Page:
The IRS and the Freelance Dilemma
Payments to MBO are made via electronic transfer and the artist can monitor the entire process from their computer. The artist’s expenses (usually from receipts submitted via scanner or iPhone photo) are deducted from their pre-tax billings and the artist is paid the balance either by check or more likely, an electronic transfer directly into their bank account from which withholding taxes and Social Security payments have already been taken out.
It’s a win-win process: the employer is sheltered from the wrath of the IRS and the artist has the equivalent of a back-office doing the bookkeeping, going after slow-paying clients and performing other tasks creative people often let slide; opt-in benefits like low-cost health insurance and an “aggressive” retirement investment program sweeten the deal.
Someone has to pay for all of this, and that payment takes the form of MBO’s 5% cut of the artist’s paycheck. (Once past the $125,000 mark, MBO’s fee drops to 1.5%.) It’s an expense usually shared by the artist and the client, who is also benefiting from the legal shelter and tax payments MBO provides.
“Right now some 200 animation and effects people in 21 or 22 companies are using our services,” say Zaino, including Psyop and Gretel in New York as well as Motion Theory in Venice. Even though MBO tracks their artist’s finances, they don’t (as of yet) do their tax returns, but “we do plan to build a network of accountants to partner with. We’ll be able to upload data directly to their computers.
“We’re focusing on infrastructure – there are a lot of things we’re actively considering like building a connection center where our people can access services like car rentals, accountants and even each other. I’d say it’s about a year out at this point.”
Psyop’s Chief Financial Officer Tom Boyle traces the consultant/employee schism to the dotcom days of the late 1990s when Microsoft “treated consultants the same as employees. The IRS told the company ‘you should’ve been withholding payroll taxes,’ and once the consultants realized they fit the definition of an employee while the guy sitting next to them really was an employee with stock options, they wanted some of that wealth too."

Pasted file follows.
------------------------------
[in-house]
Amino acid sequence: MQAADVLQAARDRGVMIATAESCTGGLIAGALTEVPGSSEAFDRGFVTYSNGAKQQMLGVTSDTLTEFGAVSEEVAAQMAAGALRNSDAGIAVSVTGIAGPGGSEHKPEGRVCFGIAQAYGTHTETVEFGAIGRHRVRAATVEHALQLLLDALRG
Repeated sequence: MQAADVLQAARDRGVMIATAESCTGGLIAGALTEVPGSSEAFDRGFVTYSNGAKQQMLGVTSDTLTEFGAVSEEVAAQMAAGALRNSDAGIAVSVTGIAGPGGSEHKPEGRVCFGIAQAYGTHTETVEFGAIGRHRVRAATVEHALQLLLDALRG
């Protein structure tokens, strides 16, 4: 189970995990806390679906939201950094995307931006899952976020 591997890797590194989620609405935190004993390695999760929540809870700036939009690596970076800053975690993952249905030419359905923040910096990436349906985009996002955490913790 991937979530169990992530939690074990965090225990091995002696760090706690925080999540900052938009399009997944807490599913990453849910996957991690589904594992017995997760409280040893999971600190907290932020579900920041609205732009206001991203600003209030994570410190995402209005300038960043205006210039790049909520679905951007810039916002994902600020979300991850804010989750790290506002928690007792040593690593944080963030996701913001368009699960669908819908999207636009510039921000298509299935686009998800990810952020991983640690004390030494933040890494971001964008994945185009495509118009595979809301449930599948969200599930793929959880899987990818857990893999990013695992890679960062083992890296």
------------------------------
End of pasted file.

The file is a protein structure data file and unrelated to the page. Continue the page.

Boyle cites cases where a person worked one day on a project “and the Department of Labor came back and said for that one day they were your employee, you should put them on your payroll for that one day,” the sort of episode that prompts companies like his to use MBO. He estimates that 90% of the freelancers who come through Psyop are paid through MBO. “Only about 10% of them would pass the test as a true consultant,” he says, illustrating the difference between a contractor and an employee. “It’s more than only coming in a small number of days; we don’t control or supervise them, they don’t use our equipment, they’re not working on our premises.
“Think of a painter who comes to your house, gives you a quote and asks you what color you want. Then he comes back, sets his own schedule, hires other people to work for him, brings his own equipment. At the end of the day you pay him. That’s what they call a true independent contractor. Not someone who comes to your office, uses your equipment, comes to meetings with you, and does the same work as your regular employees.
“We chose MBO as our preferred vendor. We won’t take any freelancers unless they come in through MBO or a similar company. We met with a few other companies,” Boyle admits, “but we thought Gene understood all the issues a company faces, and they make us compliant with the regulatory environment, which is critical. They’re a nice solution for our industry. We’re able to engage freelancers on our projects in accordance with the IRS and Department of Labor employment practices. I don’t have to worry about the IRS knocking on my door and telling me ‘this man should be an employee.’”